Electric Avenue

Gas prices are up, up, up, and the advocates are giddier than a gravel rider with a new handlebar bag:

Indeed, the only thing advocates love more than gloating over high gas prices is making fun of rubes who don’t live in Manhattan:

There are no bike lanes in the Lincoln Tunnel, so I sure hope he was on a bus and not in a [gasp] private car–though I do love it when advocates tweet in traffic.

Anyway, when gas prices go up, advocates’ eyes roll back into their heads and they slip into a Eurocentric reverie in which Americans abandon their SUVs en masse for bikes and public transit, and the government immediately unleashes trillions of dollars to build high-speed rail and stables for rideable unicorns powered by autofellatio. Of course reality is far more prosaic, and instead what happens is the government just pretends electric cars are going to fix everything:

This is oddly satisfying, because it annoys pretty much everybody, from the coal-rolling types who hate electric cars on principle, to the smuggie types who understand that an electric car is still just a car, and wreaks all the same havoc internal combustion vehicles do, only more quietly. Indeed, Streetblog was borderline apoplectic over this recent New York Times article:

Apparently, we need 400,000 electric cars in New York City by 2030 or else we’re all going to die:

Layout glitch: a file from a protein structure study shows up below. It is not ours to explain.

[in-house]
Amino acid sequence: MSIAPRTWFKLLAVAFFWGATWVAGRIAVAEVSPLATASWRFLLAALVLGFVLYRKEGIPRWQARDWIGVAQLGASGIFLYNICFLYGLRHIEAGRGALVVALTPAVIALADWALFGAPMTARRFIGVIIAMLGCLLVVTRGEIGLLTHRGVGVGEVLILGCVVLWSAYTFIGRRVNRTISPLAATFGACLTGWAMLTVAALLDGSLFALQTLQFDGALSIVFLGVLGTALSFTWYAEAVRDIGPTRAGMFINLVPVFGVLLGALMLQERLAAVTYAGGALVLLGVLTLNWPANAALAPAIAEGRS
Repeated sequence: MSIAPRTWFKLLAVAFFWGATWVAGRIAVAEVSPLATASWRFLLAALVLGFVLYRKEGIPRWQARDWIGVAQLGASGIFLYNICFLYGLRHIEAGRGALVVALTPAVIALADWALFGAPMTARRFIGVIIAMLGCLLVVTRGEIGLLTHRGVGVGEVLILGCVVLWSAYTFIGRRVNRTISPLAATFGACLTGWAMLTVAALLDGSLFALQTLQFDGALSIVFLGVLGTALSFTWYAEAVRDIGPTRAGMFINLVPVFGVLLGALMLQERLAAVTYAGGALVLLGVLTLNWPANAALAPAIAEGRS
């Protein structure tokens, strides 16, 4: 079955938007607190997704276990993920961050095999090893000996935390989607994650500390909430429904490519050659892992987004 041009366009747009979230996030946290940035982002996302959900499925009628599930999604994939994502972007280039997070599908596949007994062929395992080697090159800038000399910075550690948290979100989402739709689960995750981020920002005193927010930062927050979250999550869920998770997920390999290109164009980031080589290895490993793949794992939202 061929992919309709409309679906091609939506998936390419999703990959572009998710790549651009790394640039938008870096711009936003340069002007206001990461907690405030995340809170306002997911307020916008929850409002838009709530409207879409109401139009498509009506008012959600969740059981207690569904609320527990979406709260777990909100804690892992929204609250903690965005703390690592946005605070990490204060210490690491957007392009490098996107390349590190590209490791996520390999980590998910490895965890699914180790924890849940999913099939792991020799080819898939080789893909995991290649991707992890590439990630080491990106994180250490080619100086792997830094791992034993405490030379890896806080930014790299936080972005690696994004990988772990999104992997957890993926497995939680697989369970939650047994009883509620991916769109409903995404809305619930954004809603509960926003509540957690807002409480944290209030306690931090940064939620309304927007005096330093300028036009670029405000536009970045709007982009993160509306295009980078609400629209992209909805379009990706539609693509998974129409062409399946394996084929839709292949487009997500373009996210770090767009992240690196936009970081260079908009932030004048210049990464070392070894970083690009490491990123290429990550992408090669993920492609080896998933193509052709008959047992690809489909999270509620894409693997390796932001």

In September, the Transportation Department issued a report with more ambitious proposals. It noted that New York was far behind California and major European cities in terms of how many electric cars were on the road. Right now there are about 20,000, but there will need to be 400,000 by the end of the decade to reach its long-term carbon target. In one analysis that ranked 100 metropolitan areas in the United States according to the accommodations in place for electric car culture to thrive, New York ranked 93. It was 92 places behind Provo, Utah.

Which doesn’t really matter because we’re all going to kill each other fighting over the 10,000 chargers we probably won’t even have by then:

According to the report, the city needs to install 1,000 curbside charging points across five boroughs by 2025, increasing to 10,000 by 2030, numbers the current mayoral administration is intent on hitting while also equipping 20 percent of all spaces in municipal parking lots and garages with chargers. At the same time, Gov. Kathy Hochul signed a law requiring all cars and trucks sold in the state to operate with zero emissions by 2035.

I should point out that I have no idea whether 10,000 chargers is a lot or not. I guess it’s…one charger for every 40 cars, is that right? Not including privately-operated chargers and that sort of thing? I tried to look up how many gas stations there currently are in New York City and couldn’t find it anywhere, which seems like the sort of thing we should know. I do know that whether 10,000 chargers is a lot or a little, advocates will complain that it’s another pernicious example of giving over public space to cars, and of encouraging citydwellers to drive them, and they certainly will have a point–as of now there are only like 28,000 bike racks in the city. Shouldn’t there be more bike racks than car chargers? Perhaps the city should preemptively undermine the complaining by installing combination car charger/bike racks. Certainly this could create conflict between bicyclists and electric car owners, but you have to admit, it would be incredibly satisfying to watch bicyclists and electric car owners fighting. Hey, nothing wrong with a little good, clean fun–I mean how badly can they hurt each other with rolled-up copies of The Atlantic anyway?